And then we ignore the old problem of documentation and software diverging over time, and having to update the documentation when the software changes.

            UML comes from an era where Object Oriented (Obsessed?) Design was the whole world, and everything that wasn’t OOD was being forced to not exist. In this era, Architects would draw UML diagrams and cheap Indian code monkeys would do the coding, because we thought that code monkeys would be cheap and replaceable. This was perfect for the MBAs because programmers started to be annoying by not delivering on the expected deadlines, and claiming about the algorithms, the damned algorithms. We wanted to replace them with cheaper and less-whiny ones.

            Turns out that the details of the system are in the code, not in the diagrams, and only the trivial parts of the system would be expressed in diagrams, and the devil is in the details. But this makes programmers non replaceable and fungible, because the better ones can express algorithms that the worse programmers will never understand. And many times, you need these better algorithms.

            All this makes UML not anymore the silver bullet for bodyshops. The broken idea of hiring 1 architect and 100 code monkeys from the consultancy just doesn’t work, because the architect is not expected to dig in the details, and the 100 code monkeys will just make a mess of the details.

            UML was dead on arrival when it ignored most of the details of Software Development. Doesn’t mean though that some parts of UML can be salvaged, such as sequence diagrams, state diagrams, or entity-relation diagrams. But trying to model in UML an arbitrary problem and solution is likely to become wrestling with the language to express anything minimally complex or different.

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              How do you express a … UML was dead on arrival when it ignored most of the details of Software Development.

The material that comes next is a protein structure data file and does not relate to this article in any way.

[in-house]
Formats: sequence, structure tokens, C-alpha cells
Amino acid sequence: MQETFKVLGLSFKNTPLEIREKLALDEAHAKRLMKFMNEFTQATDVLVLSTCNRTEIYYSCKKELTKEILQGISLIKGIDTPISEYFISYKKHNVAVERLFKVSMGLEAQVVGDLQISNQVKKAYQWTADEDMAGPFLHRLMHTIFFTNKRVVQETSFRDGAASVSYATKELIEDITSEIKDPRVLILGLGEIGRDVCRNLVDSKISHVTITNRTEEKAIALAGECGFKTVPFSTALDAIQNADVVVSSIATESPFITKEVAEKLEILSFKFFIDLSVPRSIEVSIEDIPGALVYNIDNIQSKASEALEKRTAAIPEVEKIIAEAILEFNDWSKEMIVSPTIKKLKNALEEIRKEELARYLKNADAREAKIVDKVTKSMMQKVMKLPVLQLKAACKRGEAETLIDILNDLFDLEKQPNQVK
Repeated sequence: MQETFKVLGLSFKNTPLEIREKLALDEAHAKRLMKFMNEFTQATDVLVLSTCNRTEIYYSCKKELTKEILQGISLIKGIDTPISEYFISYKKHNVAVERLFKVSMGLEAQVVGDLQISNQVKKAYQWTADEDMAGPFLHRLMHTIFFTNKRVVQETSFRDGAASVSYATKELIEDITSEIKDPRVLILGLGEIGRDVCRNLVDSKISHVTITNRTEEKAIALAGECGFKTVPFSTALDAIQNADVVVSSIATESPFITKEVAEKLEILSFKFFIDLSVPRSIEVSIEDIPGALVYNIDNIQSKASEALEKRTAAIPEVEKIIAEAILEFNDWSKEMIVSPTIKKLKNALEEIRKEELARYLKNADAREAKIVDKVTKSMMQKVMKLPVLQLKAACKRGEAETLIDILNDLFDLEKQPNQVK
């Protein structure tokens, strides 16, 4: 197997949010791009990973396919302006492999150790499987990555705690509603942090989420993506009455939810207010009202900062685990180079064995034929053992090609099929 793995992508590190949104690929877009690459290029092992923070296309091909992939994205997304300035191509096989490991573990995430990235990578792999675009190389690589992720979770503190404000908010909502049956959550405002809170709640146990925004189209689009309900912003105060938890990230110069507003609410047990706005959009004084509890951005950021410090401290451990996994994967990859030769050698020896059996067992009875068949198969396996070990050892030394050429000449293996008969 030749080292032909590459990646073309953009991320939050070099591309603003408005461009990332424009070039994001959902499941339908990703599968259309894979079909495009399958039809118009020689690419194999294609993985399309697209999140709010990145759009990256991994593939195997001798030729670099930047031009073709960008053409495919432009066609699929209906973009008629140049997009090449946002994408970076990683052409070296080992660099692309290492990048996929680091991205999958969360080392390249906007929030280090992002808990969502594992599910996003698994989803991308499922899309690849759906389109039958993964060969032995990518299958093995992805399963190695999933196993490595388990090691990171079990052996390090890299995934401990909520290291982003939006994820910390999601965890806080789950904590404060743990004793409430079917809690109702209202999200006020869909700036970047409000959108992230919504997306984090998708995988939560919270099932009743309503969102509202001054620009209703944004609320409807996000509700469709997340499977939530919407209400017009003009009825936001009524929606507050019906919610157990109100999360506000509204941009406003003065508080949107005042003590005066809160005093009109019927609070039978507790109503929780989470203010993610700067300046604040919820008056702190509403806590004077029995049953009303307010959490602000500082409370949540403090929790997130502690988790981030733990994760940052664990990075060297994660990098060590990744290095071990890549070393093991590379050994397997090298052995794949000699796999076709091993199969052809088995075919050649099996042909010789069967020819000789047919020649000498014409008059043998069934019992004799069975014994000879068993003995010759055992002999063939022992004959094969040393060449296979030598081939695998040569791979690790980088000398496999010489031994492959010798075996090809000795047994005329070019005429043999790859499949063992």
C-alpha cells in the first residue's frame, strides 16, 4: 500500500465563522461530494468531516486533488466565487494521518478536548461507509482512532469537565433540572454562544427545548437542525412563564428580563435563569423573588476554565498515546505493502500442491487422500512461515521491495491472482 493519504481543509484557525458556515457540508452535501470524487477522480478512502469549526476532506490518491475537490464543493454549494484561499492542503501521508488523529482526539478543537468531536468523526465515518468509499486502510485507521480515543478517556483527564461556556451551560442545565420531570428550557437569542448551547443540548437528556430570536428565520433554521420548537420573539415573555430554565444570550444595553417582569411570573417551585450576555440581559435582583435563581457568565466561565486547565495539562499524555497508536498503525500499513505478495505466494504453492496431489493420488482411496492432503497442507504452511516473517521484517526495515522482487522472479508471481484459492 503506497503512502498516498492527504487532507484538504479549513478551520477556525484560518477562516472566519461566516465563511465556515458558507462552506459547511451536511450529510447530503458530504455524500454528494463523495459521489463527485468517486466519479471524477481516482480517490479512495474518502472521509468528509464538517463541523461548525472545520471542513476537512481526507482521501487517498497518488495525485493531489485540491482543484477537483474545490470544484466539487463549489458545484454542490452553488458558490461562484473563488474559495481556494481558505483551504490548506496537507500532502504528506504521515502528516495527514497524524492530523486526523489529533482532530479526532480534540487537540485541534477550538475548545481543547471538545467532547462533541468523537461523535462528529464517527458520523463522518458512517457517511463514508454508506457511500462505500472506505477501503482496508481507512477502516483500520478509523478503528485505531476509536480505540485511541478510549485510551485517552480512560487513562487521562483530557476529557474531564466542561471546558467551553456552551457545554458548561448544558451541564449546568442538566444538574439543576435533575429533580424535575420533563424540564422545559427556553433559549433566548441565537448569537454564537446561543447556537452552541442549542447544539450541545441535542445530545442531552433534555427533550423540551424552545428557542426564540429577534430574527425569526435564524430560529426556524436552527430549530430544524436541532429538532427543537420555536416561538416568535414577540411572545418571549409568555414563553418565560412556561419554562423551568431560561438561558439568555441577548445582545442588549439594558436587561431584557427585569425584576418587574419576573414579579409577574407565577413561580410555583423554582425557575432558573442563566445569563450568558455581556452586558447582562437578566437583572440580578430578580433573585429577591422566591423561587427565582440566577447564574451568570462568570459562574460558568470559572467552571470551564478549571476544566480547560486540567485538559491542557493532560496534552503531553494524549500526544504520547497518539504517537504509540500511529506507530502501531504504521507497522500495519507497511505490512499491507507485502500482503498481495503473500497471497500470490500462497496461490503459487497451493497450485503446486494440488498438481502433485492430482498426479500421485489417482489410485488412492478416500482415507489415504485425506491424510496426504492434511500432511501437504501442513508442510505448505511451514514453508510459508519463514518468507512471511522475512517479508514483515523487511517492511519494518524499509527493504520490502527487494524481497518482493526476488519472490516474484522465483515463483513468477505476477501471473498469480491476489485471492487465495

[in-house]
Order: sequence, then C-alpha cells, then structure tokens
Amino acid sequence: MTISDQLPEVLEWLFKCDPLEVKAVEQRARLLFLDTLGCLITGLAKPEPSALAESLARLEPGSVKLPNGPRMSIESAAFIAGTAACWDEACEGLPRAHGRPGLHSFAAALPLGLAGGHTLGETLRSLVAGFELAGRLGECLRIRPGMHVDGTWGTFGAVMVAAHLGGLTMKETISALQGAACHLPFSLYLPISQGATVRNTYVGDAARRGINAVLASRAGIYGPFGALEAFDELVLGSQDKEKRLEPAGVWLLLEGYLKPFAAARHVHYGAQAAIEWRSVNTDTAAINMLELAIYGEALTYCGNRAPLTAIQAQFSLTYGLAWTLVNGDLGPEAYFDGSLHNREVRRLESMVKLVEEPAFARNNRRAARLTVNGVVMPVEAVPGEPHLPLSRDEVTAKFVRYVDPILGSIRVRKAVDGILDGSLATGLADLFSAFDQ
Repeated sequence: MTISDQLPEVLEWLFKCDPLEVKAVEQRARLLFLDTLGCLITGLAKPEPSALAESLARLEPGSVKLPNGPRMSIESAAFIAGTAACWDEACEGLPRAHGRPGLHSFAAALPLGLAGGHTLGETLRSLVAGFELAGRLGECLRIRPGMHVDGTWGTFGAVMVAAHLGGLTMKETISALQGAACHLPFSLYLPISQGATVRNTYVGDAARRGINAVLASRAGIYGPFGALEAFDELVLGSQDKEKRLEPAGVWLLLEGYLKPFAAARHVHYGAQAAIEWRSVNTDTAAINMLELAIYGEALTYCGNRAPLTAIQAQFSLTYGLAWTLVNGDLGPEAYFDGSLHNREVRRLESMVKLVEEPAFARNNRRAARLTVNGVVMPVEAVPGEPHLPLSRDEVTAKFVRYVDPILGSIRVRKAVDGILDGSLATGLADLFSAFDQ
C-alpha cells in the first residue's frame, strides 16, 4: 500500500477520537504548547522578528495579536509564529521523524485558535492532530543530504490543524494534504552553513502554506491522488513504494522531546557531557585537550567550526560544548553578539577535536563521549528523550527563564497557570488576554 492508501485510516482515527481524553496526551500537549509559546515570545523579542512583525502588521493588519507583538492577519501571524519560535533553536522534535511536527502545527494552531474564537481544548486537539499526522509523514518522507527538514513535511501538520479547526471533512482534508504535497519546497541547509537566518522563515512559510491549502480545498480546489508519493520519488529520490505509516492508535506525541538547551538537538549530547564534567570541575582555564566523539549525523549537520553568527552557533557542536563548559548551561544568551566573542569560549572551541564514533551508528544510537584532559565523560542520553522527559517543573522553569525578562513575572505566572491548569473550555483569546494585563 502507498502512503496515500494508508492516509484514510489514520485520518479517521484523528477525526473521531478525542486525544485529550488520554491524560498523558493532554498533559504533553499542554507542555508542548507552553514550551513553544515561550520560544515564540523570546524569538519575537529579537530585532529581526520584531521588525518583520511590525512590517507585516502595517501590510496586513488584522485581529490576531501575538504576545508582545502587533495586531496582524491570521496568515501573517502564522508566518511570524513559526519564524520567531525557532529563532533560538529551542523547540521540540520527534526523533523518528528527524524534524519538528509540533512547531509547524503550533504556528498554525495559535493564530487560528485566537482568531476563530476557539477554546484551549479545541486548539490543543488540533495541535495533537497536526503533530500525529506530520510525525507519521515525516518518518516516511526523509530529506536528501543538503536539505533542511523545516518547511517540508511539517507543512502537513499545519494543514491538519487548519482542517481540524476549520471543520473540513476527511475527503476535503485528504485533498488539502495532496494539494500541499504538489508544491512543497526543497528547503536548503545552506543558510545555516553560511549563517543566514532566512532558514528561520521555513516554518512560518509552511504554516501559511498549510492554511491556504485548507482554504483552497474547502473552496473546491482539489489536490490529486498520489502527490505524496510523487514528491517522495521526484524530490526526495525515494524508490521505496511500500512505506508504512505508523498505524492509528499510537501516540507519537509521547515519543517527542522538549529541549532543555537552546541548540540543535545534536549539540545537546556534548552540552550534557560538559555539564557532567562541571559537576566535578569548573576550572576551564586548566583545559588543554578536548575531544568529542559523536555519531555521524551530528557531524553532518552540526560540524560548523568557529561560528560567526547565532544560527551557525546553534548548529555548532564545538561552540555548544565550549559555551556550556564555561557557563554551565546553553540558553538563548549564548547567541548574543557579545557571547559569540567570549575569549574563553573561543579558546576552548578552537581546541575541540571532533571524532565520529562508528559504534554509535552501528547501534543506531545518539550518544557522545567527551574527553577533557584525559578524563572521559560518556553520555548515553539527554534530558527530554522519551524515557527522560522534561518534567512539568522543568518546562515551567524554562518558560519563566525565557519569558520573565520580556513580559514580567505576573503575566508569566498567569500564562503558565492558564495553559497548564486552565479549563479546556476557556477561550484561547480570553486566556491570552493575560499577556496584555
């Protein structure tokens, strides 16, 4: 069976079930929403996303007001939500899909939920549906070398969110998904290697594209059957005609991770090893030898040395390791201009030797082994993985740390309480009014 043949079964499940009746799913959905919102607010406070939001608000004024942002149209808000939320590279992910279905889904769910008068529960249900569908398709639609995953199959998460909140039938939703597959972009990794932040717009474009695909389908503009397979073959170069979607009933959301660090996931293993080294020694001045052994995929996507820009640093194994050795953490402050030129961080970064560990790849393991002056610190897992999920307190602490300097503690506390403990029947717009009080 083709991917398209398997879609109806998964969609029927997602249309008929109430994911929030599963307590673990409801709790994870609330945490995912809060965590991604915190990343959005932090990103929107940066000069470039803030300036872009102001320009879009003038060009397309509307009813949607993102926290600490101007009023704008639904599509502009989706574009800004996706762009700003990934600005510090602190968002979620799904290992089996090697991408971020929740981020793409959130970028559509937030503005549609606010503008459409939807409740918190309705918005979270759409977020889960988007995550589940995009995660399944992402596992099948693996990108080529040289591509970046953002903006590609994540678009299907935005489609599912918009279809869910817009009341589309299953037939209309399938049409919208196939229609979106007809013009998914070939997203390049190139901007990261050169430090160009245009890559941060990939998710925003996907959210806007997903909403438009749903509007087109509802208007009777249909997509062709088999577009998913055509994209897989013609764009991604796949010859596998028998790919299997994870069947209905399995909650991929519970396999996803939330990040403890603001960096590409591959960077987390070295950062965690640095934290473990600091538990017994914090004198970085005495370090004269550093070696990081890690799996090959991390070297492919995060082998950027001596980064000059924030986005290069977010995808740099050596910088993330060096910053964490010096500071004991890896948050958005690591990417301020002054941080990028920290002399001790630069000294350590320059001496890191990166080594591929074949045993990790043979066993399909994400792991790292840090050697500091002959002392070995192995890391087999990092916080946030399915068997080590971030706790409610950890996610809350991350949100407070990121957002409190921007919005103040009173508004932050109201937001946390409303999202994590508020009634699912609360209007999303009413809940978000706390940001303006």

The UML isn’t supposed to model software down to the query and the algorithm. It’s supposed to model a system and its processes, to assist with the design of a software implementation of that system.

              If the way you think about modelling a system is “what complex SQL queries will I need, and how can I add a functional reactive UI” then indeed the UML will not help as the paradigm of its creators and users is the object oriented paradigm. You are thinking about the problem in a way the UML will not help you to express, so we do not expect it to help with the expression of those thoughts.

              The OO paradigm of the UML isn’t the “objects are inheritance and encapsulation” straw man of blog posts about switching to functional, but the “objects are things in the problem domain reflected in software” of object oriented analysis and design.

              To the extent that the UML and other tools from OOSE were “dead in the water” (an odd claim given their former prevalence), a more convincing reason is that they were sold as efficiency and productivity bolt-ons to programmers without also explaining the need for a paradigm shift. A large number of companies adopted Java, carried on writing structured software, and noticed that they were also having to do this O-O ceremony that doesn’t help them.

              In a few years time they’ll notice that switching to Scala, carrying on writing structured software, and also doing this functional ceremony isn’t helping them, and we’ll all get to have this thread again on the “has currying died and nobody noticed?” posts.

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                The UML isn’t supposed to model software down to the query and the algorithm. It’s supposed to model a system and its processes, to assist with the design of a software implementation of that system.

                Then I would like to have the class diagram removed from UML, please, because class diagrams define a lot of details of data structures, and that restricts a lot on the algorithms I’m allowed to use.

                You are thinking about the problem in a way the UML will not help you to express, so we do not expect it to help with the expression of those thoughts.

                And now you are agreeing with me that many problems and solutions cannot be expressed in UML unless I twist the problem/solution to fit UML.